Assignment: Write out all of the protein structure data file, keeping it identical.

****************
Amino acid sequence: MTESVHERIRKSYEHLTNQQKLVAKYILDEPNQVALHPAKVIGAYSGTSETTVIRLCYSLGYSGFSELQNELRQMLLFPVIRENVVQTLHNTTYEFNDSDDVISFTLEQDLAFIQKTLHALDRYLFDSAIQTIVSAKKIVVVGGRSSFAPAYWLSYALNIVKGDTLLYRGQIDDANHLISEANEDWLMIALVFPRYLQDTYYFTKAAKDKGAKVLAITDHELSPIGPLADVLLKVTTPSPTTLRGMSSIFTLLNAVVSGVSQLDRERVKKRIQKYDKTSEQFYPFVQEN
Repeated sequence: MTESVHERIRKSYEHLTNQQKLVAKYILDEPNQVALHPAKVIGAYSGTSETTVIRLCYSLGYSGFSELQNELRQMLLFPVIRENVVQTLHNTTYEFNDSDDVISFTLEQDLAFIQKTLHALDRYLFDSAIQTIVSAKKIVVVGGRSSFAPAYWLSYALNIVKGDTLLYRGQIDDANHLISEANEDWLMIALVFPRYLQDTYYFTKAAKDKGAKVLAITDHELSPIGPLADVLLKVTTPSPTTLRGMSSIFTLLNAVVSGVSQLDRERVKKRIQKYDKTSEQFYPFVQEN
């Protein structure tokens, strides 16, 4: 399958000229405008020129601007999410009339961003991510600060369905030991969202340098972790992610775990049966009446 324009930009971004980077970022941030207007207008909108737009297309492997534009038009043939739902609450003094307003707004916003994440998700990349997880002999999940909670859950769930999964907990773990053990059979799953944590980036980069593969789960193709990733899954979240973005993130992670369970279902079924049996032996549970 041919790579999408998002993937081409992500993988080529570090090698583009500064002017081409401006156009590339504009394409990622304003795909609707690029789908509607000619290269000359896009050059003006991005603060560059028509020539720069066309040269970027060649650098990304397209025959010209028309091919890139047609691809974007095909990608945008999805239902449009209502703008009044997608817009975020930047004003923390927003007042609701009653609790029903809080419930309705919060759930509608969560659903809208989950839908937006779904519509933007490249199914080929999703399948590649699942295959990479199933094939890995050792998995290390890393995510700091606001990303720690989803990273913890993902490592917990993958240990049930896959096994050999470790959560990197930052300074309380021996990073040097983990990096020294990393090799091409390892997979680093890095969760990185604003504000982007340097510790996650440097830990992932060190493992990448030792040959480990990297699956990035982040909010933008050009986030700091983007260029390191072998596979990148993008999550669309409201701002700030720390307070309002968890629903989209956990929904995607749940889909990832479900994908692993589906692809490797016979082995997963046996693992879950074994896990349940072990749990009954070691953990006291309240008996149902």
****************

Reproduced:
Amino acid sequence: MTESVHERIRKSYEHLTNQQKLVAKYILDEPNQVALHPAKVIGAYSGTSETTVIRLCYSLGYSGFSELQNELRQMLLFPVIRENVVQTLHNTTYEFNDSDDVISFTLEQDLAFIQKTLHALDRYLFDSAIQTIVSAKKIVVVGGRSSFAPAYWLSYALNIVKGDTLLYRGQIDDANHLISEANEDWLMIALVFPRYLQDTYYFTKAAKDKGAKVLAITDHELSPIGPLADVLLKVTTPSPTTLRGMSSIFTLLNAVVSGVSQLDRERVKKRIQKYDKTSEQFYPFVQEN
Repeated sequence: MTESVHERIRKSYEHLTNQQKLVAKYILDEPNQVALHPAKVIGAYSGTSETTVIRLCYSLGYSGFSELQNELRQMLLFPVIRENVVQTLHNTTYEFNDSDDVISFTLEQDLAFIQKTLHALDRYLFDSAIQTIVSAKKIVVVGGRSSFAPAYWLSYALNIVKGDTLLYRGQIDDANHLISEANEDWLMIALVFPRYLQDTYYFTKAAKDKGAKVLAITDHELSPIGPLADVLLKVTTPSPTTLRGMSSIFTLLNAVVSGVSQLDRERVKKRIQKYDKTSEQFYPFVQEN
């Protein structure tokens, strides 16, 4: 399958000229405008020129601007999410009339961003991510600060369905030991969202340098972790992610775990049966009446 324009930009971004980077970022941030207007207008909108737009297309492997534009038009043939739902609450003094307003707004916003994440998700990349997880002999999940909670859950769930999964907990773990053990059979799953944590980036980069593969789960193709990733899954979240973005993130992670369970279902079924049996032996549970 041919790579999408998002993937081409992500993988080529570090090698583009500064002017081409401006156009590339504009394409990622304003795909609707690029789908509607000619290269000359896009050059003006991005603060560059028509020539720069066309040269970027060649650098990304397209025959010209028309091919890139047609691809974007095909990608945008999805239902449009209502703008009044997608817009975020930047004003923390927003007042609701009653609790029903809080419930309705919060759930509608969560659903809208989950839908937006779904519509933007490249199914080929999703399948590649699942295959990479199933094939890995050792998995290390890393995510700091606001990303720690989803990273913890993902490592917990993958240990049930896959096994050999470790959560990197930052300074309380021996990073040097983990990096020294990393090799091409390892997979680093890095969760990185604003504000982007340097510790996650440097830990992932060190493992990448030792040959480990990297699956990035982040909010933008050009986030700091983007260029390191072998596979990148993008999550669309409201701002700030720390307070309002968890629903989209956990929904995607749940889909990832479900994908692993589906692809490797016979082995997963046996693992879950074994896990349940072990749990009954070691953990006291309240008996149902």